"I think that we had false expectations when we started with DES that it would be nothing to just go in and inflate the balloon and go home; everything is fixed," he said. "Now more and more we are realizing how delicate the balance is between acute implantation success and later events. We are doing a high number of off-label-indication cases, patients and lesions are becoming more and more complex, with more calcification and much less guarantee that in 20 seconds with one balloon, you can have good apposition of the stent and a good job done. And in this case, we need to increase the level of accuracy at the time of implanting and at follow-up: OCT is a new possibility to obtain the best placement. This could be very important in the future."

OCT Opinions

Commenting on the study for heartwire , Dr David Kandzari (Scripps Clinic, La Jolla, CA) pointed out that entrenched concerns about the use of DES in AMI were not necessarily assuaged by the positive results of the overall HORIZONS-AMI study.

"While we are seeing some incremental increase in DES use overall, the rates of DES vs bare-metal stents in AMI remain nearly equal, in large part because of beliefs that target lesion revascularization is lower in AMI patients due to differences in plaque morphology and extent of disease, in addition to outstanding concerns related to delayed endothelialization, impaired healing, and the possibility of acquired stent malapposition," he said.

While the OCT analysis may be reassuring to some operators, the technology has limitations--also noted by Guagliumi and colleagues--chief among them the fact that it cannot actually differentiate between different types of cells or tissue. "Although it has greater resolution that IVUS, OCT can't assume that the absence of neointima means no endothelialization at a cellular level, and similarly, it cannot assume that the presence of tissue on struts is healthy, functional endothelium," Kandzari said. "But, given that the frequency of covered and/or malapposed stent struts in the AMI patients is relatively low--much lower than previously described--the findings are more reassuring than not, but probably not convincing enough to change practice among the bare-metal-stent users."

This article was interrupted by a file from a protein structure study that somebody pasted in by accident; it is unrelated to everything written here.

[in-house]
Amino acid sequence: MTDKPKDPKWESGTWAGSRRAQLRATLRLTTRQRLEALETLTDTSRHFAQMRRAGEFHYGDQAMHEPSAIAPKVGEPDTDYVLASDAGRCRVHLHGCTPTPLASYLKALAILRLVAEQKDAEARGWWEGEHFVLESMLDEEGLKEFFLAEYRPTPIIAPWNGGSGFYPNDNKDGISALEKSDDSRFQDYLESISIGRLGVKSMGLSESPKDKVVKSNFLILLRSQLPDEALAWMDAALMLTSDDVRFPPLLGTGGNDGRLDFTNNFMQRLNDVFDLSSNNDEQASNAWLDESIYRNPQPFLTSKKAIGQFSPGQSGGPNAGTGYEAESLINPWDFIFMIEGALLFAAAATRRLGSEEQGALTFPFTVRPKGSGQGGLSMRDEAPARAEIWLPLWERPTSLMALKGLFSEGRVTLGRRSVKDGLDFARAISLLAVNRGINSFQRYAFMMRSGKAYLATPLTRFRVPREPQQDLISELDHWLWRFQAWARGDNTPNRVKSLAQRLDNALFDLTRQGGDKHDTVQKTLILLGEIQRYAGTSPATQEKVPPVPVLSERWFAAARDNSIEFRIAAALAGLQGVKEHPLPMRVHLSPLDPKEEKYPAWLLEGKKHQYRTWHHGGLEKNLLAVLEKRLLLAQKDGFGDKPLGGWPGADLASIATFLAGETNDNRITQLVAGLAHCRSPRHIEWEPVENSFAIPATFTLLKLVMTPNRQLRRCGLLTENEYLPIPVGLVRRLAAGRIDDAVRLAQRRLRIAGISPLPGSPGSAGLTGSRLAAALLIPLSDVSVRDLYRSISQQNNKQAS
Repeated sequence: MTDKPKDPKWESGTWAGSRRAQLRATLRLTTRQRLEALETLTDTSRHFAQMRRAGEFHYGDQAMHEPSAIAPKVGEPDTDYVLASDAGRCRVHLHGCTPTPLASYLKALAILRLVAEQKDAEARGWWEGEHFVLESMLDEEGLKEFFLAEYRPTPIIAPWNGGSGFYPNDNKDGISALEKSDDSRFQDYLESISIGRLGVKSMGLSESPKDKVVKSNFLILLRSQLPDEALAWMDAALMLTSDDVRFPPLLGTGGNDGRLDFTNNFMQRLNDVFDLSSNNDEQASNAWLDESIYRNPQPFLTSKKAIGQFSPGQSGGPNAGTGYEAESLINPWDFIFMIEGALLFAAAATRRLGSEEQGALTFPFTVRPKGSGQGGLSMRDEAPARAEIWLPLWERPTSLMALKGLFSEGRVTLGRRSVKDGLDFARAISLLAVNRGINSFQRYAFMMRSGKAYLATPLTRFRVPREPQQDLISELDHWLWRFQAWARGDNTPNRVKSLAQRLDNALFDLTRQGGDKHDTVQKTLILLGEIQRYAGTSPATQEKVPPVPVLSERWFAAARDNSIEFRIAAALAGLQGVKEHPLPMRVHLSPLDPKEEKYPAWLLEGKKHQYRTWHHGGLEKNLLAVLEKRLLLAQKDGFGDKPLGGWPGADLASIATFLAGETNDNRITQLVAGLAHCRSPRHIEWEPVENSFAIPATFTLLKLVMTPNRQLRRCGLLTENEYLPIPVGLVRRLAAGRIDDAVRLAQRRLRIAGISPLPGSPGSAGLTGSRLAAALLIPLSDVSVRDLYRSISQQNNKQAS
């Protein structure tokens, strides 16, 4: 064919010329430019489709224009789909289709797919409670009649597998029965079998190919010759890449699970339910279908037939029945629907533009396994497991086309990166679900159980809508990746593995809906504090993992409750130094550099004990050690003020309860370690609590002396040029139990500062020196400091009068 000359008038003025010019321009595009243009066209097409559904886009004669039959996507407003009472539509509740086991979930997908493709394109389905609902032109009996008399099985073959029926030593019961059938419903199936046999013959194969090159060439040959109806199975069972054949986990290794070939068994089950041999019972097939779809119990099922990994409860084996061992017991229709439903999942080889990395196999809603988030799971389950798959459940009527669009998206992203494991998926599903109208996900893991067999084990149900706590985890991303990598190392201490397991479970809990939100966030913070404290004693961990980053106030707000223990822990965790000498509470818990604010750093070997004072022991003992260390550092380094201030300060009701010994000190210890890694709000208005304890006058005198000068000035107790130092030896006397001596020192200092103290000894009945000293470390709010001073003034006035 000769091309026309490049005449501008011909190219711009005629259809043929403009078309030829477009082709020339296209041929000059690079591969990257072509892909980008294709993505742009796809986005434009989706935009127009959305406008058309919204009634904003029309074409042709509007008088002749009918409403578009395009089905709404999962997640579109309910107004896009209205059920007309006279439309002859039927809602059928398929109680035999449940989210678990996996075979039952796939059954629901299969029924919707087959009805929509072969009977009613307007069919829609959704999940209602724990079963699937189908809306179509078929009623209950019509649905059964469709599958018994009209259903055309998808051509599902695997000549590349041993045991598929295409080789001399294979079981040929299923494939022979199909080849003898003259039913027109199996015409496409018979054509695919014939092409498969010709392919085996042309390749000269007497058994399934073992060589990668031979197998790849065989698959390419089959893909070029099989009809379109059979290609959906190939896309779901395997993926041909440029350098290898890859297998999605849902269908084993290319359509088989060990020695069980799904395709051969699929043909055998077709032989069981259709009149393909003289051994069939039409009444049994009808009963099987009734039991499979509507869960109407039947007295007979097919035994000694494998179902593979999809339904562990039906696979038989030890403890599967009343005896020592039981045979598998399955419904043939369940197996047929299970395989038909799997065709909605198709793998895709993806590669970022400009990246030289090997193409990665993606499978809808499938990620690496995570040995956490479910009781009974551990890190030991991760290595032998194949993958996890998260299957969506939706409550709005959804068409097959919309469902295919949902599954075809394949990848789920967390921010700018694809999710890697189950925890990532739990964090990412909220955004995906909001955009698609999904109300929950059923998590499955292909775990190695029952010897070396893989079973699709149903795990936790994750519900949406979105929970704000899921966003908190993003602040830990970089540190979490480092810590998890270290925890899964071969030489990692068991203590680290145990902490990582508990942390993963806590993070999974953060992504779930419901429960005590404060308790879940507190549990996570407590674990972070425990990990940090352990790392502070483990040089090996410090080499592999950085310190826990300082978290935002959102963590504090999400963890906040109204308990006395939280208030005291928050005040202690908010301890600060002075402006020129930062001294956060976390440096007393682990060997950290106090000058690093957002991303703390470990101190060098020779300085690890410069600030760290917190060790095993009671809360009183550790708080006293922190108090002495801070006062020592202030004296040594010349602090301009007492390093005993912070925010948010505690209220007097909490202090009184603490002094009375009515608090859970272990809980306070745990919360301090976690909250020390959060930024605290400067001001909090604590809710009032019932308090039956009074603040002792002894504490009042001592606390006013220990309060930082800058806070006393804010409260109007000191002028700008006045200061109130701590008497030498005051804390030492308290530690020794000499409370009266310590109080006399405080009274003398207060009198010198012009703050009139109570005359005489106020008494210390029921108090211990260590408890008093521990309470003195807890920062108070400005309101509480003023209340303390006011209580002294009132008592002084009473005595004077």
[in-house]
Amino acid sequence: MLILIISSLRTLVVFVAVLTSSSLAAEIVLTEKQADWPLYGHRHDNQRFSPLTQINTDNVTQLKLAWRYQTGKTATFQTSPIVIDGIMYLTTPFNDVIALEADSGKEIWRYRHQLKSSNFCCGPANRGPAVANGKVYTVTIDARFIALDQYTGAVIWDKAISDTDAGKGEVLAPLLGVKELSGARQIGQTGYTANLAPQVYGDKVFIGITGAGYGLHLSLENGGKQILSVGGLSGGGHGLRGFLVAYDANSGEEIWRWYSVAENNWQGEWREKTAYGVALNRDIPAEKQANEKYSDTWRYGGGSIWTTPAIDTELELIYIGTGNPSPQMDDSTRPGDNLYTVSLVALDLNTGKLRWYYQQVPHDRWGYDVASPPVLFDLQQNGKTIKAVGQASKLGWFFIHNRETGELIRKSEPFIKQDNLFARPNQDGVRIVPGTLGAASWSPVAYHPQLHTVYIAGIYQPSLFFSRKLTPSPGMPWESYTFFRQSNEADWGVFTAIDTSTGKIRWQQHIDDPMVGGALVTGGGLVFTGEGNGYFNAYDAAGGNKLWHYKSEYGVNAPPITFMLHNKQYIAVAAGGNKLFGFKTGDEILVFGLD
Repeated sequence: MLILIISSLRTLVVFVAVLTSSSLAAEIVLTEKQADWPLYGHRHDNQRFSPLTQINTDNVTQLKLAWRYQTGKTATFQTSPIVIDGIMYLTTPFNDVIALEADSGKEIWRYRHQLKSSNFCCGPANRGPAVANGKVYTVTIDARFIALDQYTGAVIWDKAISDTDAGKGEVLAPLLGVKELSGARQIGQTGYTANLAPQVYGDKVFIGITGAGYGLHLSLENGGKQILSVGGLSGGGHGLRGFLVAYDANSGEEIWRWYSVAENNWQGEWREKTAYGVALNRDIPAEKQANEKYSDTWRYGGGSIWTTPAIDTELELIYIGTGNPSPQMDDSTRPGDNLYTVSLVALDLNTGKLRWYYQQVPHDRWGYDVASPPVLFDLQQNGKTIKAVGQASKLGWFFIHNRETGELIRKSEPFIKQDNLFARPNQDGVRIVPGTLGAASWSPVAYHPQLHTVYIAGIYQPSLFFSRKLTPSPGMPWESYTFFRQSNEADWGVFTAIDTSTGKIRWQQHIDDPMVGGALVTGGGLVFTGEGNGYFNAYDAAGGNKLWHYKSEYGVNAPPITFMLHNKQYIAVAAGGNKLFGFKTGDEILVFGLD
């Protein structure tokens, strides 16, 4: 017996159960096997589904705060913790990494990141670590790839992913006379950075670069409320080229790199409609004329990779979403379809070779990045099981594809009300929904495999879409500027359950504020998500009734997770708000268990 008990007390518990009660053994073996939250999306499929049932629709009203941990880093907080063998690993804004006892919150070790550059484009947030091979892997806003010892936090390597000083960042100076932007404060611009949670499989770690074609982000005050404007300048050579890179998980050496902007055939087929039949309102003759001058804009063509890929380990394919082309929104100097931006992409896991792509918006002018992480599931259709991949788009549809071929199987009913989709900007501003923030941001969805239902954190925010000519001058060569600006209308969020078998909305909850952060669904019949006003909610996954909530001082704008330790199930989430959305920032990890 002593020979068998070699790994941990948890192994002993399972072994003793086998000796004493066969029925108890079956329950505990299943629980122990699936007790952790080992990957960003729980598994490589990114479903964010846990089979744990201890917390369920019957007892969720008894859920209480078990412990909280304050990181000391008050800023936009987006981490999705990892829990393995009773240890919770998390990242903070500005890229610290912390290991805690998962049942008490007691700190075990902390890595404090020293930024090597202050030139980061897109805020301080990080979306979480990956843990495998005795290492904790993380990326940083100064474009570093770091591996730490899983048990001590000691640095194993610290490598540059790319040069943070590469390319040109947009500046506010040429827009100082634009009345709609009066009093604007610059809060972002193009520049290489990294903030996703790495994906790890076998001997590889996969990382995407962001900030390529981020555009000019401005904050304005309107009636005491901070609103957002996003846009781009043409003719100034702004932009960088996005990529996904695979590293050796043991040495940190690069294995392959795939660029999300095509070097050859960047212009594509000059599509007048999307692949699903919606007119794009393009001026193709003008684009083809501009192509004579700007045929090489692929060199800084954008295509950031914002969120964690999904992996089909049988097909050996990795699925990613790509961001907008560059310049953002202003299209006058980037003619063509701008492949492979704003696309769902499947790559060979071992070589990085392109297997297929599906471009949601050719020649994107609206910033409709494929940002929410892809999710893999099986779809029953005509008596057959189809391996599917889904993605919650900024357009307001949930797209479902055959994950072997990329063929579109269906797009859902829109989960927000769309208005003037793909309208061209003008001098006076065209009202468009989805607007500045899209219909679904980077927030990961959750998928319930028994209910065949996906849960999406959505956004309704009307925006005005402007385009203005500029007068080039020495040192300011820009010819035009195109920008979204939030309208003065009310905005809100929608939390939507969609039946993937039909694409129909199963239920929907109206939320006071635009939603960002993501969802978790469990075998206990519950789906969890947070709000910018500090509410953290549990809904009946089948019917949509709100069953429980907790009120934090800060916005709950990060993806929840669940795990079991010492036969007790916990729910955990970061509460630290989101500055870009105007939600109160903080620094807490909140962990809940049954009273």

Other reports of stent malapposition in AMI have suggested the problem may be as high as 32%, Kandzari noted. Indeed, also interviewed by heartwire , Dr Renu Virmani (CV Path Institute, Gaithersburg, MD), pointed to her own autopsy results that suggest the rate of stent malapposition may be closer to 40%.

"After stenting in AMI, stents may not be apposed because thrombus adjacent to stents has since resolved, or they may not be apposed because of abnormal positive remodeling of the vessel away from the stent," Kandzari noted. "I think skeptics would like to know how often abnormal remodeling accounted for these cases of malapposition. And just as we really don't know that neointimal covering alone is the answer against risk of stent thrombosis, we also don't know if having 5% of stent struts 'vulnerable' is 'safe,' or if a patient can come off antiplatelet therapy."

Virmani was even less convinced by the OCT results, suggesting that the 5% figure "underestimated the problem."

"I've never seen a rate as low as 5%," she said. "If it were truly 5%, I would agree it's probably not going to be a problem, clinically, but I think their methodology is probably wrong. . . . They may be seeing fibrin on top of the stent struts, and fibrin is not neointima, it's not healthy. OCT cannot look at the composition of the tissue, and therefore they are reading as 'covered' something that may be covered with a clot."

She also questioned whether the stent malapposition was truly malapposition, since a necrotic core can show up as empty space, implying that the stent struts are not in contact with the vessel wall. "From my experience, having seen cases at autopsy, I do not believe putting DES in AMI patients is the way to go," Virmani told heartwire . "When we looked at stable lesions, we had only 10% to 12% with thrombus. But in a ruptured plaque, there are no cells at the site of rupture; it's necrotic tissue. If you have few or no cells, and you put in a drug that kills whatever cells there are, you are not going to get healing, you're going to make it worse."

Kandzari, however, pointed out that the results are at least somewhat reassuring. "If this [OCT study] showed an unusually high rate of uncovered, malapposed stents, I think it would have 'cast a cloud' on HORIZONS. Fortunately, this wasn't the case."

The complete contents of Heartwire , a professional news service of WebMD, can be found at www.theheart.org, a Web site for cardiovascular healthcare professionals.